A capacitive discharge welder/cutter for all your lightweight needs


[Radu Motisan] wrote in to share a cool project he has been working on lately, a pulsed microspot welder/cutter.

The device is capable of spot welding thin metals such as foils and battery tabs by sending a pair of high current pulses between the two electrodes whenever [Radu] presses the trigger button. The cutting portion of his device uses the same general mechanism, though it requires a far greater number of pulses to get the work done.

The welding/cutting process is controlled by an ATMega16, which is also tasked with taking input from the user and displaying information on the LCD panel. The microcontroller creates quick (in the ten to several hundred microsecond range) pulses for both welding and cutting, with the latter obviously requiring a long series of pulses.

[Radu] started out using a relatively small capacitor array to power the device, but has recently upgraded to a 1.6 Farad car audio capacitor, which works (and looks) much better than before. His blog seems to update every few days with more pictures and details about his welding station, so be sure to check back often for updates.

Be sure to stick around to see a short video of [Radu] adding metal tabs to batteries and tearing down an aluminum can with his cutter.

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Improving your welder without a microcontroller

We’re always impressed when a piece of hardware is torn apart, rebuilt and ends up exceeding the capabilities of the original device. [Dave] and [Will]’s home-built TIG welder is no exception to that rule.

When [Dave] and [Will] started working on converting a simple AC stick welder to a welder with every function imaginable, they decided to keep it simple. After looking at some high-price commercial welders they came up with a list of features they wanted to have and decided to implement this in TTL and CMOS logic. The guys didn’t want to go with a microcontroller solution because not everyone can code, and discrete chips are very easy to troubleshoot given minimal tools.

For the high voltage part of the build, the original flyback transformer was replaced with a neon sign transformer and homebrew spark gap and capacitor. The plans for a homebrew spark gap and cap didn’t quite work out so they were replaced with commercial units. The guys included schematics and a PCB layout (PDF warning) of their build. It’s always great to see an amazing logic chip build, and improving an existing tool never hurts.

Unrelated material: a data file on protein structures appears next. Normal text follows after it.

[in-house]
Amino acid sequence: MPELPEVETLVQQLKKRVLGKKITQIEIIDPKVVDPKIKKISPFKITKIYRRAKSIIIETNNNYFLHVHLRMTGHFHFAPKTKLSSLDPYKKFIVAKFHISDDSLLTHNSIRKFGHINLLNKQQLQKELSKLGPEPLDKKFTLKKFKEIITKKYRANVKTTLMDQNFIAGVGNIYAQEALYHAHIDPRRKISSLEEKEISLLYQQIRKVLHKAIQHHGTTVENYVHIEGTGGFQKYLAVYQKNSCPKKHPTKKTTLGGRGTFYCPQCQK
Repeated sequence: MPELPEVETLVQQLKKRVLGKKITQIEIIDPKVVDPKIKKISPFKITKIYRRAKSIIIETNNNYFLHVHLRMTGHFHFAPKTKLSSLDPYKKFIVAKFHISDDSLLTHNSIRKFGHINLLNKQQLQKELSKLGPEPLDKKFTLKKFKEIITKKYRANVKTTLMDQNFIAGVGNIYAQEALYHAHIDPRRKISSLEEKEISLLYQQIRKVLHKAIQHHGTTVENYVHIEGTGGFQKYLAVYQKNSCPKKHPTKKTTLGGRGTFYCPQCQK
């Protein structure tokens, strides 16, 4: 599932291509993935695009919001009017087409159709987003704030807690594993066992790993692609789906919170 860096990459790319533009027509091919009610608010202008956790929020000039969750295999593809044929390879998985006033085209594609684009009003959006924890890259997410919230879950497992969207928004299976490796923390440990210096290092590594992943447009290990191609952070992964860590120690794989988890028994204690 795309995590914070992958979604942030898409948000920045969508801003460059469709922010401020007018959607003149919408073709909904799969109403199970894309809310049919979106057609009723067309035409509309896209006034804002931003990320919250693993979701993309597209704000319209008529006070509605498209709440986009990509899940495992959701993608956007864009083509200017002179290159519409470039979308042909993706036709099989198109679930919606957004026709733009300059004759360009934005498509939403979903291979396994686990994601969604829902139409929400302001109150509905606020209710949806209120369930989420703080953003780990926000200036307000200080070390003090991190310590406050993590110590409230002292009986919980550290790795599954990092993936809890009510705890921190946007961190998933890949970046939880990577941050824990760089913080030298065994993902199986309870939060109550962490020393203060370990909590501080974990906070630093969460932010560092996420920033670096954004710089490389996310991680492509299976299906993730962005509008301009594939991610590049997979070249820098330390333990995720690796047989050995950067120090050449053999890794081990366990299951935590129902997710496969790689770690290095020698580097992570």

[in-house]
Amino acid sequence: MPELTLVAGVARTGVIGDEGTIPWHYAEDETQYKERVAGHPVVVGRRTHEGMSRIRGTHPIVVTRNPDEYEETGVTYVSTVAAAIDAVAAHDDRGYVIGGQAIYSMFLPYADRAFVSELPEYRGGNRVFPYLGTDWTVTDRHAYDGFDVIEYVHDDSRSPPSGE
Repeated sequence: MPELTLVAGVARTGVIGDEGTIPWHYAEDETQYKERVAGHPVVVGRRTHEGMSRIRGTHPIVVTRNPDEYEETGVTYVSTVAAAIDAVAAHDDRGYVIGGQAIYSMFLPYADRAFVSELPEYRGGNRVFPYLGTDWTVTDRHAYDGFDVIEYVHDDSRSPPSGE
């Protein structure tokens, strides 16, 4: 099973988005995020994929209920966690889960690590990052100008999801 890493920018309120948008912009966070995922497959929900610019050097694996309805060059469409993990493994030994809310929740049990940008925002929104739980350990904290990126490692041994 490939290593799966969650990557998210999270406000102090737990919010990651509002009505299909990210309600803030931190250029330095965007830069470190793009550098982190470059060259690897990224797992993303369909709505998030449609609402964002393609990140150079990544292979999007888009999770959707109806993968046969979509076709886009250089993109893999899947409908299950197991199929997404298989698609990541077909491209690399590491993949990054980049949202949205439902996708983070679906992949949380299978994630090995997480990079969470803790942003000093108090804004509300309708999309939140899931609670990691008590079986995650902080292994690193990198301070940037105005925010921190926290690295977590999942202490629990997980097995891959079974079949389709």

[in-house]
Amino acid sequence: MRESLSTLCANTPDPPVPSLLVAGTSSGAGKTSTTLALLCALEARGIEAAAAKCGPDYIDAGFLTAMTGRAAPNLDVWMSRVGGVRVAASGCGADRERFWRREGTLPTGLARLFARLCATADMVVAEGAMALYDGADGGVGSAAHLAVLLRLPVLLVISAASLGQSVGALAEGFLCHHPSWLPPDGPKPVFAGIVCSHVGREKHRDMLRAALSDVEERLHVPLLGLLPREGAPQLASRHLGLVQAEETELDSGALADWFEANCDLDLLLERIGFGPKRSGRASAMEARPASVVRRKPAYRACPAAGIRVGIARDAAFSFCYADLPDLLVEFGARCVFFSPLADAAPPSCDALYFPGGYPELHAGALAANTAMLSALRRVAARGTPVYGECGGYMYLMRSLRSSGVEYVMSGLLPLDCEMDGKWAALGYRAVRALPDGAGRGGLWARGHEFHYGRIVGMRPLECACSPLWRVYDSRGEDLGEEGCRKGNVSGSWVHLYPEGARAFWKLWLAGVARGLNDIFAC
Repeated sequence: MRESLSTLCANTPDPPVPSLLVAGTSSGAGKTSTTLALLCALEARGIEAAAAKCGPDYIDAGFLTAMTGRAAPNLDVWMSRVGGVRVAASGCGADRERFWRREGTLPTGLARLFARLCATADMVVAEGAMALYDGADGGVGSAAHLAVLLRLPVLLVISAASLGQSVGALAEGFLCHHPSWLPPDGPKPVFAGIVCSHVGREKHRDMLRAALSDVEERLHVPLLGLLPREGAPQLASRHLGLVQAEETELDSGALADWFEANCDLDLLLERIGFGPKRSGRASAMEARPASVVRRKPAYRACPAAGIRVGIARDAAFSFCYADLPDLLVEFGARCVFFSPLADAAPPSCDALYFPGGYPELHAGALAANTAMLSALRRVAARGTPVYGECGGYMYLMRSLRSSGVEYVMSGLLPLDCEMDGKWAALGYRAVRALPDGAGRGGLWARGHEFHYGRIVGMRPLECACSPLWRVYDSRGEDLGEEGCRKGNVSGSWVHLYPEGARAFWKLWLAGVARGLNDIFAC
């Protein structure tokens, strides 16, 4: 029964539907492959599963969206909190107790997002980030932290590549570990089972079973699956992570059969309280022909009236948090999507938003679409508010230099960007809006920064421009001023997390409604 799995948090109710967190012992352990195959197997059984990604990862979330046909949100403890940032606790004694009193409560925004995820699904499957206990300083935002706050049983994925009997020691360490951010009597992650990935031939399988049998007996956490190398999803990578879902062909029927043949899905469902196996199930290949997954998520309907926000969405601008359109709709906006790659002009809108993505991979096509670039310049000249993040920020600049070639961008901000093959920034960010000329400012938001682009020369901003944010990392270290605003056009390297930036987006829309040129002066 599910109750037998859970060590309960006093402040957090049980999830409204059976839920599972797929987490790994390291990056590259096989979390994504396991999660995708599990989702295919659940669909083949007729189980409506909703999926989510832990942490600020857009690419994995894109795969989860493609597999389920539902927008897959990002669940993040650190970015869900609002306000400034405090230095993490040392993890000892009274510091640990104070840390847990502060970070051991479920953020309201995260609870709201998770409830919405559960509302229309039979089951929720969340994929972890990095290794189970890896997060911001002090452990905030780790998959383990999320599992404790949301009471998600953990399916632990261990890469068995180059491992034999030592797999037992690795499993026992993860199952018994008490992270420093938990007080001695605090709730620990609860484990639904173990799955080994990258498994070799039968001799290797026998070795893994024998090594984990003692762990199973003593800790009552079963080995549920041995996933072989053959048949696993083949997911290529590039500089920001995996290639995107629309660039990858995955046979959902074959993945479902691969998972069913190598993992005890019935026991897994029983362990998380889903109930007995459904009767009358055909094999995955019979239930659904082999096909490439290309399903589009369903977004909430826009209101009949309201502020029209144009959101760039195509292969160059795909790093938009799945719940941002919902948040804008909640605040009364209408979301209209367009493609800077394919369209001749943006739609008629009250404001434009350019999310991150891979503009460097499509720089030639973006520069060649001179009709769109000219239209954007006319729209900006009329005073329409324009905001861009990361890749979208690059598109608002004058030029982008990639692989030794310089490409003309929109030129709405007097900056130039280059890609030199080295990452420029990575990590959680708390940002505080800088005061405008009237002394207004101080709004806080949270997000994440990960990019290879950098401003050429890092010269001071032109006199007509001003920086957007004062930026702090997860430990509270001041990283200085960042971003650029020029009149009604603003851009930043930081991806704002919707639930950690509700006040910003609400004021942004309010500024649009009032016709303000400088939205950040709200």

Thanks to [Franci] for sending this one in.

1000W search light – now build a bat signal

Forget flashlights, and leave those burning lasers at home, [Ben Krasnow] built a search light using a 1000W xenon arc lamp. That box you see on the side of the trash-can housing countains a starting circuit that shoots 30 kilovolts through the xenon lamp to get it started but it is separate from the power supply. [Ben] started experimenting with the lamp back in April but recently finished the project by using the inverter from an arc welder to get the 50 amps at 20 volts needed when the lamp is on.

The insert on the left of the image above is an outdoor picture of the beam. You can make out a tree at the bottom. Take a look at the video after the break for a full walk-through of the circuitry and some test footage of the finished product.

Continue reading “1000W search light – now build a bat signal”

LED goggles make you trip out?

Who knows if this works and should you really want to try to induce hallucinations by flashing colors in front of your eyes? But we do love the zaniness of the project. [Everett’s] homemade hallucination goggles come in two flavors, the small swimming-goggle-type model and the heavy-duty trip visor made from welder’s goggles. Each brings together the same components; a half ping-pong ball for each eye to diffuse the light from an RGB LED. The system is controlled by an Arduino with some buttons and 7-segment displays for a user interface. Put this together with some homemade EL wire and you’re ready for Burning Man.
[Thanks Evan]

Flux-cored to MIG welder conversion

[Rob] sent us some information on how he converted his flux-cored welder to a metal inert gas welder. He used a piece of DOM tubing as a collet with a side inlet tube that he uses to inject carbon dioxide. The gas is sourced from a 12 ounce paint ball CO2 tank and it looks like there’s a valve right at the junction with the collet. We wonder how long it would take to tear through one of those tanks, but if you’re not doing a lot of MIG welding this saves on the upfront cost of buying a separate setup.

DIY Lincoln welder conversion

[Fritz] built this 600 joule capacitive discharge spot welder in a case scavenged from a Lincoln plasma cutter. All of the circuitry was designed by [Fritz] and the schematics are available on his website. He has a few other welding related project also documented on his site that are worth checking out. While this isn’t the first homemade spot welder we have seen, it is definitely the first one with a case mod. If you are not up to the challenge of building one quite as complex as [Fritz]’s example, a microwave can be used as the donor appliance in simpler designs.

Capacitive discharge spot welder update


It seems one of our commenters took great umbrage with [PodeCoet] not documenting his capacitive discharge cutting properly. [PodeCoet] had been waiting till he got the full spot welder working before publishing, but he’s expedited the work after all our whining. Check out his full writeup of the device in its current state. It uses a 1Farad audio cap for storage. A dsPIC monitors all of the voltage sources and regulates charging. A nice touch is the tactile switch on the electrode.